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Publication numberUS4280823 A
Publication typeGrant
Application numberUS 06/093,456
Publication dateJul 28, 1981
Filing dateNov 13, 1979
Priority dateNov 13, 1979
Also published asCA1151559A1
Publication number06093456, 093456, US 4280823 A, US 4280823A, US-A-4280823, US4280823 A, US4280823A
InventorsEugene L. Szonntagh
Original AssigneeHoneywell Inc.
Export CitationBiBTeX, EndNote, RefMan
External Links: USPTO, USPTO Assignment, Espacenet
Method and apparatus for sonic separation and analysis of components of a fluid mixture
US 4280823 A
Abstract
An apparatus and method for separating components of a fluid mixture of materials uses an acoustic or sonic generator attached to one end of a hollow tube, or column having a uniform internal diameter, to produce standing sonic waves within the column. The sonic waves act as so-called chromatographic plates with the plate height being equivalent to the wavelength, and the plate number in the column being equal to the total number of nodes in the column. The effective column length can be controlled by the use of moving sonic waves which by changing the direction of wave motion can enhance or attentuate the separation process to produce a variation in the apparent column length without changing the physical length of the ultrasonic column. A sample to be separated and a carrier fluid are introduced into the end of the column adjacent to the sonic generator while a fluid exit is provided in the other end of the column. The apparatus can also be used with the separation of components of atomized liquids and components of finely powdered solids. In this application the column could be upright to take advantage of gravity in addition to the sample sweeping action of the carrier fluid. Pressure detectors penetrating the column are used to detect any shifting of the sonic wave position and either the sonic generator is adjusted by a sonic controller responsive to output signals from the detectors so that a desired equilibrium is restored or the detector output signals are analyzed to identify the separated sample components.
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Claims(10)
The embodiments of the invention in which an exclusive property or privilege is claimed are defined as follows:
1. An apparatus for separating fluid components of a fluid mixture comprising:
a closed chamber of uniform cross-section,
sonic generator means for introducing sonic waves in said chamber,
an entrance port into said chamber located adjacent to said sonic generator means,
carrier fluid source means,
sample fluid source means connected between said carrier souce means and said entrance port for supplying a fluid sample having a mixture of at least two components, said carrier source means being arranged to supply a carrier fluid to sweep a sample fluid from said sample source means into said chamber through said entrance port and
exit port means for said chamber located remotely from said entrance port means, said carrier fluid urging said fluid sample through said chamber to separate said fluid components by said sonic waves and ultimately through said exit port means.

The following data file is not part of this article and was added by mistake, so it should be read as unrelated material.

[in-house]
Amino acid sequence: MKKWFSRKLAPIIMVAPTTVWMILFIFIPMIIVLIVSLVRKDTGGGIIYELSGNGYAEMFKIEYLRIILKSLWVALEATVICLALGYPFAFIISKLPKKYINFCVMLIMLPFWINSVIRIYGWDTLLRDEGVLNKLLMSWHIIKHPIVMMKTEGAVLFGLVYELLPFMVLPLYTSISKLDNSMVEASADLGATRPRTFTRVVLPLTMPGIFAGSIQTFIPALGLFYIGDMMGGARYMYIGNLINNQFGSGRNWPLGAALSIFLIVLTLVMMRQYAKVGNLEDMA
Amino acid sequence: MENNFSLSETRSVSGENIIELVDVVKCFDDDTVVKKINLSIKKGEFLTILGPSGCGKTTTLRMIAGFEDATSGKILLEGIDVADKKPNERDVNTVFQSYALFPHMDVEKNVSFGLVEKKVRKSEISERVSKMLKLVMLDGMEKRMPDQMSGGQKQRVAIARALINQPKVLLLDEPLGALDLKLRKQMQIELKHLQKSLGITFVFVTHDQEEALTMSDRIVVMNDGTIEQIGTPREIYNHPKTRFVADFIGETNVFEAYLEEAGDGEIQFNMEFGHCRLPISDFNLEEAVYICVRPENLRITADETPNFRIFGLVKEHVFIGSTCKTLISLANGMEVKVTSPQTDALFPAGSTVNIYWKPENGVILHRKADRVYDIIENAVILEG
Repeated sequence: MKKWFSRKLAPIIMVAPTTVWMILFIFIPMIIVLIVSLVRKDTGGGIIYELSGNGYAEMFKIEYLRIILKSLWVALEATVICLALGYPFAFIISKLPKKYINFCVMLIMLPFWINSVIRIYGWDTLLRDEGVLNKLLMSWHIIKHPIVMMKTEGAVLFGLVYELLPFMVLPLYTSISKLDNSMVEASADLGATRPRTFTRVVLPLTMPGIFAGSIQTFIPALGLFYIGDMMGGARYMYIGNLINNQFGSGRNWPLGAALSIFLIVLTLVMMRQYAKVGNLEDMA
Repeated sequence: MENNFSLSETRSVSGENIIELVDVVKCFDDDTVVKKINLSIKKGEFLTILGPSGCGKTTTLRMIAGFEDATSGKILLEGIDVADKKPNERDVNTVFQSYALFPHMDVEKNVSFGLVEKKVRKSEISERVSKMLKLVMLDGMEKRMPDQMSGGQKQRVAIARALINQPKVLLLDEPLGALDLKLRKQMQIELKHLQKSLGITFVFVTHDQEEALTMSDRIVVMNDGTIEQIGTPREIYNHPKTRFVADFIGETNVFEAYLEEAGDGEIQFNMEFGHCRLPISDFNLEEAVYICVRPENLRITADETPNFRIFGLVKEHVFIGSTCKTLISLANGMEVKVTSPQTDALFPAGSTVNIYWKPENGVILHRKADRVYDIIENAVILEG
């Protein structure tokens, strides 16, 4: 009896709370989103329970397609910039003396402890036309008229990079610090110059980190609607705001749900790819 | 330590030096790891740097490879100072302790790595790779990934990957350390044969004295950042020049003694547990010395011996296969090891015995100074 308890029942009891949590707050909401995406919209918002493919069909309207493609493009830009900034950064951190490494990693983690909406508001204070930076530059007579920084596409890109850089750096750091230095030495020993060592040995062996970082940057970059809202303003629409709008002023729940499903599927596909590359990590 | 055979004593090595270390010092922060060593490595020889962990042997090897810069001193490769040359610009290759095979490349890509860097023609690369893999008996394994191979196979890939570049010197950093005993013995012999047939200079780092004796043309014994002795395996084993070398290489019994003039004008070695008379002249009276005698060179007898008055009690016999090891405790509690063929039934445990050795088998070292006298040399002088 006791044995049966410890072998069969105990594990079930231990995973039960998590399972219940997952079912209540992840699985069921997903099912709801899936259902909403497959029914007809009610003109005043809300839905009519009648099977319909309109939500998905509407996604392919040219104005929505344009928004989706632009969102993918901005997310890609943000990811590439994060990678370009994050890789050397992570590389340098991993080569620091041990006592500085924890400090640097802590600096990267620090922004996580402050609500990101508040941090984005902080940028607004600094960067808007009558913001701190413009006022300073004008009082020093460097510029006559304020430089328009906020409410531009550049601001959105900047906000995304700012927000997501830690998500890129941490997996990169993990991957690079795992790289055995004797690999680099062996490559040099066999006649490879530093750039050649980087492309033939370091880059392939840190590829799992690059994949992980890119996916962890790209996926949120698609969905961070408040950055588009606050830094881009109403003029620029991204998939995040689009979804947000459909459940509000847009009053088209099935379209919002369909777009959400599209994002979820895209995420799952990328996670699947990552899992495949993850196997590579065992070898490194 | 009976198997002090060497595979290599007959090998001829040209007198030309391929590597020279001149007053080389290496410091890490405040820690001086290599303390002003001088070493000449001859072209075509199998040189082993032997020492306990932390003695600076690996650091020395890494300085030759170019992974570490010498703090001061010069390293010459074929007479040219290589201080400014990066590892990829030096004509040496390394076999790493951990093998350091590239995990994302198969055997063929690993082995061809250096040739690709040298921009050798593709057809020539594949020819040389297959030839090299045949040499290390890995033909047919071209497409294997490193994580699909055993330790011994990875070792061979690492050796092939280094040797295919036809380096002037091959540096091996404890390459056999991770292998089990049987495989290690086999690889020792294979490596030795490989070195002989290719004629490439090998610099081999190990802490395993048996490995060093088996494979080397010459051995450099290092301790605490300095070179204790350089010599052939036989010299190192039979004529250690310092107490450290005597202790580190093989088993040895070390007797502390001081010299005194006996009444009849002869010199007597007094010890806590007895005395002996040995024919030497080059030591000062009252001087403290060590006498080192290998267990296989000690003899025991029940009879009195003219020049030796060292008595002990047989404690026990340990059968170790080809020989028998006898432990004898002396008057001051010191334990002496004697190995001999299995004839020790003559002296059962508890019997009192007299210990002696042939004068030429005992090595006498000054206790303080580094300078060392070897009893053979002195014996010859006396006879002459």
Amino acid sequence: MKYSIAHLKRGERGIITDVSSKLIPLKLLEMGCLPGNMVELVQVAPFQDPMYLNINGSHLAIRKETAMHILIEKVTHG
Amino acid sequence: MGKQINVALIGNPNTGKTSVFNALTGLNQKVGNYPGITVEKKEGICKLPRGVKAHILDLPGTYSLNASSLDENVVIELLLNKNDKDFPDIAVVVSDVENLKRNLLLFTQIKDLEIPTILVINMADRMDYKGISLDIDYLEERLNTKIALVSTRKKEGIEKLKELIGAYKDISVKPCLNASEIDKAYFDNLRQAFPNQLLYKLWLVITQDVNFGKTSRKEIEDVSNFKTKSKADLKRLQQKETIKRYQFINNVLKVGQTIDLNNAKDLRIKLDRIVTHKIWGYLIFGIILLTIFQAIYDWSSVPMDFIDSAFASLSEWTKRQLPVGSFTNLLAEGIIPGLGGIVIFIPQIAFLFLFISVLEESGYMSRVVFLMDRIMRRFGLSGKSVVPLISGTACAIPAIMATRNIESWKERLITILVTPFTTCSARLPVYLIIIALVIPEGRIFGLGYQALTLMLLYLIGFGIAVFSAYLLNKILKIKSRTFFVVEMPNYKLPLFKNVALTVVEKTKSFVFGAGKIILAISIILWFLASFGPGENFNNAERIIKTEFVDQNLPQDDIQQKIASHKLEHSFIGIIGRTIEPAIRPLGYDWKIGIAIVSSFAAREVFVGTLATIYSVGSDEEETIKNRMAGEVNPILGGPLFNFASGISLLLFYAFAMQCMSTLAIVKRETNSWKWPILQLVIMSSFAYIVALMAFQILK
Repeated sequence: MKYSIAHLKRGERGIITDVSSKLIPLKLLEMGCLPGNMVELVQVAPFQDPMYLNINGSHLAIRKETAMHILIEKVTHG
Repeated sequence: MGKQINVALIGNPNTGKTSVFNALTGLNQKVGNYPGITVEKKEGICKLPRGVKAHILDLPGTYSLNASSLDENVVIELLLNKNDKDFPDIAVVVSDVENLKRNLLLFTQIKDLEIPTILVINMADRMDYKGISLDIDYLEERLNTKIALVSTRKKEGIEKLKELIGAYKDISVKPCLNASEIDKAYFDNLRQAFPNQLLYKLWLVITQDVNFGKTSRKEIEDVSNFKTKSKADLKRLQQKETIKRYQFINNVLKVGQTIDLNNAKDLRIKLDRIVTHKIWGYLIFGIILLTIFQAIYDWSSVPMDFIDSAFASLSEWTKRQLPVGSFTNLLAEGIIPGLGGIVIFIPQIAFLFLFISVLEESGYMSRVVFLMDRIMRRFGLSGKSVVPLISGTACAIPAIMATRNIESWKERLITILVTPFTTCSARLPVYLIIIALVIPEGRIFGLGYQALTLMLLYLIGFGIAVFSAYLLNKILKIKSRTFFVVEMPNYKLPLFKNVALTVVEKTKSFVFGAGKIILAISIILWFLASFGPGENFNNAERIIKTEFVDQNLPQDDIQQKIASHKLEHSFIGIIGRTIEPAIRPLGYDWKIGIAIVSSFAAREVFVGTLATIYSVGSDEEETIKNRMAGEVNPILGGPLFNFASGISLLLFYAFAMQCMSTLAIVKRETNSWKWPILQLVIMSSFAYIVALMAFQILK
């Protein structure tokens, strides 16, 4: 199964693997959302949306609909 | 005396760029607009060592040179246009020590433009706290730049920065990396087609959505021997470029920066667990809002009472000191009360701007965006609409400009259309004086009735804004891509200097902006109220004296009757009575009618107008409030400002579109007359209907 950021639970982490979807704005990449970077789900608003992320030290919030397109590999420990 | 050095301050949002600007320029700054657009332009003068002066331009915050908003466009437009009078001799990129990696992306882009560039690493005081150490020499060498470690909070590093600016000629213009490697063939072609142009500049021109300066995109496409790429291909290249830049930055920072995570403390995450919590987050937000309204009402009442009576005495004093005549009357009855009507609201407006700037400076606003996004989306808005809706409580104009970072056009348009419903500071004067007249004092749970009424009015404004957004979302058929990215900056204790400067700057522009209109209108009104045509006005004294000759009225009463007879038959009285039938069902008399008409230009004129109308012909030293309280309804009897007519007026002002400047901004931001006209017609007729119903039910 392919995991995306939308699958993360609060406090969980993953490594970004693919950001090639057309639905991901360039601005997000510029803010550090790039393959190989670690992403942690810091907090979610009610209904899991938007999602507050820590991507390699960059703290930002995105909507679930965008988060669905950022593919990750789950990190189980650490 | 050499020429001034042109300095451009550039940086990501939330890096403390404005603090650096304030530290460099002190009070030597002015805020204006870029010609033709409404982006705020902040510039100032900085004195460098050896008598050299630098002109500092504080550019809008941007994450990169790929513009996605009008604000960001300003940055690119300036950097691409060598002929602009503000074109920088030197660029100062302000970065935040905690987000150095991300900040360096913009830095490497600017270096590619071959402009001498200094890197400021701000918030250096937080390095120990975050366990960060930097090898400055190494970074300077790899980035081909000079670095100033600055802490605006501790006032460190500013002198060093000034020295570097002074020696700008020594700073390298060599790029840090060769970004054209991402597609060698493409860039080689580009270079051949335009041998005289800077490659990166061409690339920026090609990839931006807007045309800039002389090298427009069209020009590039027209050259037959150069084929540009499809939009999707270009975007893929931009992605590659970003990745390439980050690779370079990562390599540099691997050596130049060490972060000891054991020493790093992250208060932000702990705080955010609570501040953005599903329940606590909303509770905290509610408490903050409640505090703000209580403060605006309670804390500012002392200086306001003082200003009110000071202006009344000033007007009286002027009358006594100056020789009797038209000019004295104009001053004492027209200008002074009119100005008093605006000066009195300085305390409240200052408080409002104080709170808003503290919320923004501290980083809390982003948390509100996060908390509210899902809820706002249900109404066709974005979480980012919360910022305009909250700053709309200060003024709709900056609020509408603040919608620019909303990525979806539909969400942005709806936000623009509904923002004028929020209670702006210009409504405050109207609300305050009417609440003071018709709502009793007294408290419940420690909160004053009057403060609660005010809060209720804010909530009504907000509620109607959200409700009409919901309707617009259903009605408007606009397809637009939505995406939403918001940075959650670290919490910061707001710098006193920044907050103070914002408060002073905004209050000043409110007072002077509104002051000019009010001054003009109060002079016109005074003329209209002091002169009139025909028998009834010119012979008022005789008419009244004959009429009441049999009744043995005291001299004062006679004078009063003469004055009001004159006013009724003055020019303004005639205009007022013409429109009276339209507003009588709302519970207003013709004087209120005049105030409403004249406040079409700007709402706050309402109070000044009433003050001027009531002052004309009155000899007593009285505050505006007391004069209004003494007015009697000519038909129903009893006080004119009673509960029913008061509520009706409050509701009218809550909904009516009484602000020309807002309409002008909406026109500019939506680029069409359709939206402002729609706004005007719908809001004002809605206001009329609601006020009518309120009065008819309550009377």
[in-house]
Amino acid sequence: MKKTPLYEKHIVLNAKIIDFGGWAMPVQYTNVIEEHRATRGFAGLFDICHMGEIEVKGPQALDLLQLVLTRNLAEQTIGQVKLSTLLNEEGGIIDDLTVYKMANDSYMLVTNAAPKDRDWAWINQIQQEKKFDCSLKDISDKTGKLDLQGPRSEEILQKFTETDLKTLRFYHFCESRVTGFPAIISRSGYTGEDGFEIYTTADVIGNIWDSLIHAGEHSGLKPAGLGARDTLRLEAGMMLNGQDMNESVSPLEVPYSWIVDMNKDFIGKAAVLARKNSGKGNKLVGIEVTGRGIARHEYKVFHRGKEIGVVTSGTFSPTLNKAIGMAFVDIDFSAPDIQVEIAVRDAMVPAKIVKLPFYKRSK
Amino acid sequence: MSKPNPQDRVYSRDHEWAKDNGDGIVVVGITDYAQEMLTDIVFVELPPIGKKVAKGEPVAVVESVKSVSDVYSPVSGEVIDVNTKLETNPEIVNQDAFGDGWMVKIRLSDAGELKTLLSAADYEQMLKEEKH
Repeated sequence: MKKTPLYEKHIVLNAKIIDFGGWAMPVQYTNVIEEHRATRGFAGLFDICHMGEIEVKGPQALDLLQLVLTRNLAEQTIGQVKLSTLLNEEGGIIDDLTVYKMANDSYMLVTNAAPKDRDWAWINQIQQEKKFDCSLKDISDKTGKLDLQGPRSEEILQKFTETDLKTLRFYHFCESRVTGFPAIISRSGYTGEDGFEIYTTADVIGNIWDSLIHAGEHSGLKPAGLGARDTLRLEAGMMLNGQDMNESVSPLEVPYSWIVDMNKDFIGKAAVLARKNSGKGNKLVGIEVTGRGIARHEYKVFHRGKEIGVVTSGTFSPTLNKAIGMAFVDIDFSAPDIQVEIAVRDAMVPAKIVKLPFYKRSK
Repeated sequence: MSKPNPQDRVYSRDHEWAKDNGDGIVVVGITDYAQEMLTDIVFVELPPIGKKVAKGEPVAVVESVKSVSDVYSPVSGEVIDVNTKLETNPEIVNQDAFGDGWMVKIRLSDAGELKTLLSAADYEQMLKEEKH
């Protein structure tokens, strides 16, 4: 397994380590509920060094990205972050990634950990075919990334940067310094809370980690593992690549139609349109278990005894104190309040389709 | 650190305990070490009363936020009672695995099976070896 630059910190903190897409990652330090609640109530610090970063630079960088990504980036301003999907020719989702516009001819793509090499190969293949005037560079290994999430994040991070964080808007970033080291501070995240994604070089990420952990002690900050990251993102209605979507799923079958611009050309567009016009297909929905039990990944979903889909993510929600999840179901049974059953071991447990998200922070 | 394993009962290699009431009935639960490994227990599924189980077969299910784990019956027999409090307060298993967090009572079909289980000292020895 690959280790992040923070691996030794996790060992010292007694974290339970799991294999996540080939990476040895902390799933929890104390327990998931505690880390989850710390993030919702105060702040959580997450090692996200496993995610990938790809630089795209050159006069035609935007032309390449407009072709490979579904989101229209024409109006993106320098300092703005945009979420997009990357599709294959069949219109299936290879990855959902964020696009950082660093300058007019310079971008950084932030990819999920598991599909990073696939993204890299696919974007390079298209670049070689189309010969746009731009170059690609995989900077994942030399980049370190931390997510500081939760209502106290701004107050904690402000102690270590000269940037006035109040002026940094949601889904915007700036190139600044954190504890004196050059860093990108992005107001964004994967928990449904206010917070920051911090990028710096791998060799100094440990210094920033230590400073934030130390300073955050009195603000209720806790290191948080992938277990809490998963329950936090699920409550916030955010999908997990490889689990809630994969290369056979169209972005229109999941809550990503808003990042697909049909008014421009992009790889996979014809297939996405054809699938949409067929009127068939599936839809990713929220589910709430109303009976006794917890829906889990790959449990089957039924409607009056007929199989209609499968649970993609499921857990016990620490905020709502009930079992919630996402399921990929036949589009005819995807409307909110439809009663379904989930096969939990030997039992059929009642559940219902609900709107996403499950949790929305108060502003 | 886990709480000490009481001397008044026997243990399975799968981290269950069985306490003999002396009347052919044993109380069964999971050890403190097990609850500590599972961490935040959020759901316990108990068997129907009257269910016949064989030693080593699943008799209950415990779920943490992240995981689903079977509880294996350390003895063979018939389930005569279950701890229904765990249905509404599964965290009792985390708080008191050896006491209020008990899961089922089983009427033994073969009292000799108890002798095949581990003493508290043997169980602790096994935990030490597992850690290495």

2. An apparatus for separating components of a fluid mixture as set forth in claim 1 and further including pressure sensor means having a plurality of pressure transducers located in a wall of said chamber to sense sonic wave positions within said chamber and circuit means connecting an output signal from said pressure sensor means to said sonic signal generator means to control the frequency of said sonic waves.
3. An apparatus for separating components of a fluid mixture as set forth in claim 1 wherein said chamber is vertically oriented with said entrance port means being located near the top of said chamber and said exit port means being located near the bottom of said chamber.
4. An apparatus for separating components of a fluid mixture as set forth in claim 3 and wherein said chamber includes a transparent portion located near said exit port means and a detector means operatively associated with said transparent portion to detect the passage of separated components of the fluid mixture past said transparent portion.
5. An apparatus as set forth in claim 1 and further including fluid component detection means connected to said exit port means for detecting the separated components of said sample fluid.
6. An apparatus as set forth in claim 1 wherein said chamber includes a transparent portion located adjacent to said exit port means and a detector means operatively associated with said transparent portion to detect the passage of separated components of said fluid sample past said transparent portions.
7. A method of separating components of a fluid mixture including the steps of producing sonic waves in a hollow chamber of uniform cross-section, introducing a fluid sample having at least two components and a carrier fluid at one end of the chamber forming said fluid mixture, separating the components of the fluid mixture by means of the sonic waves and allowing the separated components of the fluid sample and the carrier fluid to exit separately at the other end of the chamber.